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VIDEO: Tempe police tried to minimize hotel worker's racial bias complaint

Posted at 6:45 PM, Sep 25, 2020

TEMPE, AZ — Tempe police officers and supervisors were verbally combative with a Tempe hotel employee and his manager who wanted to complain about racial bias.

Hawthorn Suites employee Tre Cumpian and manager Shawn Hoover had called police to the hotel after they say a white guy confronted for smoking in a stairway pulled a gun on them, according topolice body-worn camera video of the August 29 incident.

The first responder, Officer Ronald Kerzaya, took the description of a white man with a black shirt and tan pants. A minute later, when Officer Kerzaya saw Tre, a black man in a light-colored shirt and black pants, he said Tre "matched the description" and held him at gunpoint several minutes.

Additional police body-cam video released to ABC15 Wednesday showed other Tempe police personnel responding to Cumpian's and Hoover's nearly immediate complaints that Officer Kerzaya had acted extremely unprofessional and that the gunman was allowed to get away, while Kerzaya held an innocent Black man at gunpoint.

Tempe police blurred every frame of the video released this week, so the identities of some of the officers and supervisors on the scene are not clear. The Tempe police personnel seem to, at first, ignore or minimize the hotel employees' concerns about police treatment.

In one video, an unidentified police sergeant responds to Hoover's request for a commander by saying, "I am the sergeant. I am the supervisor you are going to get."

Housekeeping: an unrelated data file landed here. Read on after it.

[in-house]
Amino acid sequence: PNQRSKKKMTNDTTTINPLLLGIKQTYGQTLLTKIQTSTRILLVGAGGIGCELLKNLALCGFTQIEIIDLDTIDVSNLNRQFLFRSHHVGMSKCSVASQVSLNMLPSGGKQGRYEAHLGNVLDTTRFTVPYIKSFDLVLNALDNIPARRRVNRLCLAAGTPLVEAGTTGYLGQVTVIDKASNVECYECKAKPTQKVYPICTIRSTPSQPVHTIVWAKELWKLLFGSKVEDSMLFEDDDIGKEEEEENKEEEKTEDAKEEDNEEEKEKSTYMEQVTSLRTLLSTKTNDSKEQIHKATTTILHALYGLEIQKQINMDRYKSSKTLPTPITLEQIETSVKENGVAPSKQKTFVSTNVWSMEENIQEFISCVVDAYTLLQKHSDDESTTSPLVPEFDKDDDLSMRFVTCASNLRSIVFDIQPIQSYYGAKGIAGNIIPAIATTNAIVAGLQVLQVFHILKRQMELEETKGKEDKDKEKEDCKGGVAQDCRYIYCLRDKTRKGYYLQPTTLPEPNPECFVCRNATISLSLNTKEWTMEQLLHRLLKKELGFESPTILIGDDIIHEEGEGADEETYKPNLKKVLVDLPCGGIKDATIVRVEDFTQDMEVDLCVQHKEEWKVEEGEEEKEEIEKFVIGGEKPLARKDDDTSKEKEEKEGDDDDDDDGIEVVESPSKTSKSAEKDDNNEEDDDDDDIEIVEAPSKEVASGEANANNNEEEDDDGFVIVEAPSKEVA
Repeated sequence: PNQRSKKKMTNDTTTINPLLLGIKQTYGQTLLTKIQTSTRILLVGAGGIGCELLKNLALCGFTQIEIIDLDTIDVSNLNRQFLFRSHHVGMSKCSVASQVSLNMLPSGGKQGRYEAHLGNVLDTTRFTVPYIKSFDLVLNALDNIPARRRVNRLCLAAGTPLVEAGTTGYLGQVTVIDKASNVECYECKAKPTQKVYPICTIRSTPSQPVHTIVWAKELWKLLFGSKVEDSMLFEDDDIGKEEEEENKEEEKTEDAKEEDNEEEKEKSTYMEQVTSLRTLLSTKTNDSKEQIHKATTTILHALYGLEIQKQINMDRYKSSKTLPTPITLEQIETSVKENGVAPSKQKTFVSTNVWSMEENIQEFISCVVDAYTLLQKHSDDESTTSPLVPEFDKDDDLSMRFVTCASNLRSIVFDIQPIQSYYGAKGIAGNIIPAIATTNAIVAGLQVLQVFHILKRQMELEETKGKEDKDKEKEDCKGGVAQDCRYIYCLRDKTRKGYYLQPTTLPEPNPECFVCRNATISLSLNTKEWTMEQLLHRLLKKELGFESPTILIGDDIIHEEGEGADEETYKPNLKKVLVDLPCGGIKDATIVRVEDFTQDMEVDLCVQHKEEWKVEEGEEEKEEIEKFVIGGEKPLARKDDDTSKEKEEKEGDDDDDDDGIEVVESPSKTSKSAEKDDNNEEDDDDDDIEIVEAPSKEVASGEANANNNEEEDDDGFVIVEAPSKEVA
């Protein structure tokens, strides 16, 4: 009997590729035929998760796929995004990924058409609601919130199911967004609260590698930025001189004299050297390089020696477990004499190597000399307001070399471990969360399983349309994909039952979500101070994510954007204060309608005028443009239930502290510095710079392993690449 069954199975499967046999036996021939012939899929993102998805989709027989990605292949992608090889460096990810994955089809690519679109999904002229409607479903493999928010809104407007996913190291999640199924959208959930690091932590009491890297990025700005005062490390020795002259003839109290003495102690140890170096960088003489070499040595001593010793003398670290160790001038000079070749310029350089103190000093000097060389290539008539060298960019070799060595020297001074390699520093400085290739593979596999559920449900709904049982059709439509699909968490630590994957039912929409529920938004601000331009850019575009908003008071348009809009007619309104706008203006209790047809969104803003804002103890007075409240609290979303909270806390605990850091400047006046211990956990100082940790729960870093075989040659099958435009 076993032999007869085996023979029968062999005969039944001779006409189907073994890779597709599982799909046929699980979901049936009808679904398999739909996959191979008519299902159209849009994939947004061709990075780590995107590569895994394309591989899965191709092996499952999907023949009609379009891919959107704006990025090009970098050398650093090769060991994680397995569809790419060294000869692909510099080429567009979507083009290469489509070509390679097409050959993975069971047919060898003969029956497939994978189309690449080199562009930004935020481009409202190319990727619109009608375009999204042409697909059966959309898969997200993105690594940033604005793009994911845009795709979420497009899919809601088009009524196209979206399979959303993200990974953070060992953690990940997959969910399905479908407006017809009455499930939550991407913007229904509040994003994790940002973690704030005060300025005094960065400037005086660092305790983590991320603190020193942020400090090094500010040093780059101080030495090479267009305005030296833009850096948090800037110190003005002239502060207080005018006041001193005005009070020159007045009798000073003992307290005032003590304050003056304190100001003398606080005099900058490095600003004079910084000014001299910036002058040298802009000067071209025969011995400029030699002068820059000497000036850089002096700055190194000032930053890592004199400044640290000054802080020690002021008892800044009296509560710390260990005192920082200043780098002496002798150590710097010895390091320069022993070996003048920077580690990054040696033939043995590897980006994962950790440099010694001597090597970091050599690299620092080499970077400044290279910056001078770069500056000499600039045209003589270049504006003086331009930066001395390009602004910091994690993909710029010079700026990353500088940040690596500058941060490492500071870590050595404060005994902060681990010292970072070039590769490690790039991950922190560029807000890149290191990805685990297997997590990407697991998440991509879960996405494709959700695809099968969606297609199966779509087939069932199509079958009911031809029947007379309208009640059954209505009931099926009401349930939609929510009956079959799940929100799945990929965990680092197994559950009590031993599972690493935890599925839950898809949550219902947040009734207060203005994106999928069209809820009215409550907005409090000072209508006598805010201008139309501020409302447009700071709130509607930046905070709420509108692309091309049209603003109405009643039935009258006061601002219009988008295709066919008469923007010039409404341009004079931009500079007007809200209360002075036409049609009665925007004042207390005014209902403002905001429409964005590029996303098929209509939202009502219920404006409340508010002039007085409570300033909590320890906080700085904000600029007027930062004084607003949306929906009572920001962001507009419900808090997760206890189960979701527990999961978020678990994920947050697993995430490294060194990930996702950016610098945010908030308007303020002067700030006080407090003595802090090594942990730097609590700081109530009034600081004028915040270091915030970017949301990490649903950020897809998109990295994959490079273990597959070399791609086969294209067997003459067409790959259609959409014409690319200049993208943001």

"I want someone higher," Hoover responds.

"No," the sergeant replies.

One lieutenant does listen to their entire complaint and explains the internal investigation process, and he apologizes to Cumpian for what he experienced. That same lieutenant later refused to provide Hoover's request to speak to a commander. The second supervisor who tried to refuse to escalate the victims' complaint to a higher level of management.

In the end, an on-call commander was contacted, according to a Tempe police spokeswoman. That commander responded to the situation the next day, according to Tempe police, including reporting the situation to the Professional Standards Bureau. The spokeswoman said all of the officers and supervisors involved in the hotel investigation are included in the police administrative investigation.

A lawyer for Cumpian told ABC15 what Tempe police did that day was unprofessional, an attempt at a cover-up, and she said it demonstrates the cultural problem at the Tempe Police Department.